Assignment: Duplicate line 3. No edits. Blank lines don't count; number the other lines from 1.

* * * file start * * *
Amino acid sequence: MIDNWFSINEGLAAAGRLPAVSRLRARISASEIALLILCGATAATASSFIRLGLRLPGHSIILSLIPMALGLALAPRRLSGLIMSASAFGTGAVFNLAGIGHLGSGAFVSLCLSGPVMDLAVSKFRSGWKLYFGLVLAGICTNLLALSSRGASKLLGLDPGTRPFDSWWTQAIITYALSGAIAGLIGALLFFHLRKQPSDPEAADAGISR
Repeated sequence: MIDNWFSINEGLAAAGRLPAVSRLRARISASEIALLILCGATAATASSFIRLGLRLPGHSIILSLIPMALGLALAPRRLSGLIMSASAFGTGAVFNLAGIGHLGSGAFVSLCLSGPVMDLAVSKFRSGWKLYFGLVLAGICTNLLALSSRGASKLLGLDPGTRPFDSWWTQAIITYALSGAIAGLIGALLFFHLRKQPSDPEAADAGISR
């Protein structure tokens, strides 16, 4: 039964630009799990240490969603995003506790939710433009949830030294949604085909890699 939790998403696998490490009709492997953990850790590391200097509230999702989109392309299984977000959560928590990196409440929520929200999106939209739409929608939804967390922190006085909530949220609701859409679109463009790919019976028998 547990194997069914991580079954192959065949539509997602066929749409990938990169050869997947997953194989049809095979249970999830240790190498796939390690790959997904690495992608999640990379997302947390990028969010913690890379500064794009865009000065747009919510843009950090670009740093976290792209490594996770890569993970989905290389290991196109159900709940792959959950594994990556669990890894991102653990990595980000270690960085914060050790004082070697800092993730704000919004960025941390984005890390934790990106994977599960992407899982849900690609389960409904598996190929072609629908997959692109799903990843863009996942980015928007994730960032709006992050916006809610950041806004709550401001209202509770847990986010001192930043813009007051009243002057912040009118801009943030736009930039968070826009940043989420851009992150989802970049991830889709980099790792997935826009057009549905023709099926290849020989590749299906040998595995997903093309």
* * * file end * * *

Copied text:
């Protein structure tokens, strides 16, 4: 039964630009799990240490969603995003506790939710433009949830030294949604085909890699 939790998403696998490490009709492997953990850790590391200097509230999702989109392309299984977000959560928590990196409440929520929200999106939209739409929608939804967390922190006085909530949220609701859409679109463009790919019976028998 547990194997069914991580079954192959065949539509997602066929749409990938990169050869997947997953194989049809095979249970999830240790190498796939390690790959997904690495992608999640990379997302947390990028969010913690890379500064794009865009000065747009919510843009950090670009740093976290792209490594996770890569993970989905290389290991196109159900709940792959959950594994990556669990890894991102653990990595980000270690960085914060050790004082070697800092993730704000919004960025941390984005890390934790990106994977599960992407899982849900690609389960409904598996190929072609629908997959692109799903990843863009996942980015928007994730960032709006992050916006809610950041806004709550401001209202509770847990986010001192930043813009007051009243002057912040009118801009943030736009930039968070826009940043989420851009992150989802970049991830889709980099790792997935826009057009549905023709099926290849020989590749299906040998595995997903093309």